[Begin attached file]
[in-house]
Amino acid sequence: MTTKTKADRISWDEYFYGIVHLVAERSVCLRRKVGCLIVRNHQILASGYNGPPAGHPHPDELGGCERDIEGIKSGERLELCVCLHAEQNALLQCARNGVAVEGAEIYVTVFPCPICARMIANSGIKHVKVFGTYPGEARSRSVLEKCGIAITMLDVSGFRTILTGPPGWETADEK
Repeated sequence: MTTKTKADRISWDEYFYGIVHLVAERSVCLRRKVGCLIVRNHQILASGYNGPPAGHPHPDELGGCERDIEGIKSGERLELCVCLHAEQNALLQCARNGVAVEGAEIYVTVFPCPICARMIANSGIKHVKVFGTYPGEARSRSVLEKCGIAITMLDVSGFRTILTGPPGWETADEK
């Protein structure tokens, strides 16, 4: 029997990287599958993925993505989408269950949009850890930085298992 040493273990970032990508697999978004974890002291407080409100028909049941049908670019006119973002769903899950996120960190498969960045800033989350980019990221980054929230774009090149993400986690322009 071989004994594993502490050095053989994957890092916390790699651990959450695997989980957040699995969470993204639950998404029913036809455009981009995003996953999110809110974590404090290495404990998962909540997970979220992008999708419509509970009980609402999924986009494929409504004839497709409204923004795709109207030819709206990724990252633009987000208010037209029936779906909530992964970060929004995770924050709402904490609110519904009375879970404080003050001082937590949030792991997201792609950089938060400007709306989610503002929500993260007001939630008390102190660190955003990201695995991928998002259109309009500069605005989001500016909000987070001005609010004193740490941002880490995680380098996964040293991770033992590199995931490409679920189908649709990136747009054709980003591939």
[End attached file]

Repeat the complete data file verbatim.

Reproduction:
[in-house]
Amino acid sequence: MTTKTKADRISWDEYFYGIVHLVAERSVCLRRKVGCLIVRNHQILASGYNGPPAGHPHPDELGGCERDIEGIKSGERLELCVCLHAEQNALLQCARNGVAVEGAEIYVTVFPCPICARMIANSGIKHVKVFGTYPGEARSRSVLEKCGIAITMLDVSGFRTILTGPPGWETADEK
Repeated sequence: MTTKTKADRISWDEYFYGIVHLVAERSVCLRRKVGCLIVRNHQILASGYNGPPAGHPHPDELGGCERDIEGIKSGERLELCVCLHAEQNALLQCARNGVAVEGAEIYVTVFPCPICARMIANSGIKHVKVFGTYPGEARSRSVLEKCGIAITMLDVSGFRTILTGPPGWETADEK
């Protein structure tokens, strides 16, 4: 029997990287599958993925993505989408269950949009850890930085298992 040493273990970032990508697999978004974890002291407080409100028909049941049908670019006119973002769903899950996120960190498969960045800033989350980019990221980054929230774009090149993400986690322009 071989004994594993502490050095053989994957890092916390790699651990959450695997989980957040699995969470993204639950998404029913036809455009981009995003996953999110809110974590404090290495404990998962909540997970979220992008999708419509509970009980609402999924986009494929409504004839497709409204923004795709109207030819709206990724990252633009987000208010037209029936779906909530992964970060929004995770924050709402904490609110519904009375879970404080003050001082937590949030792991997201792609950089938060400007709306989610503002929500993260007001939630008390102190660190955003990201695995991928998002259109309009500069605005989001500016909000987070001005609010004193740490941002880490995680380098996964040293991770033992590199995931490409679920189908649709990136747009054709980003591939």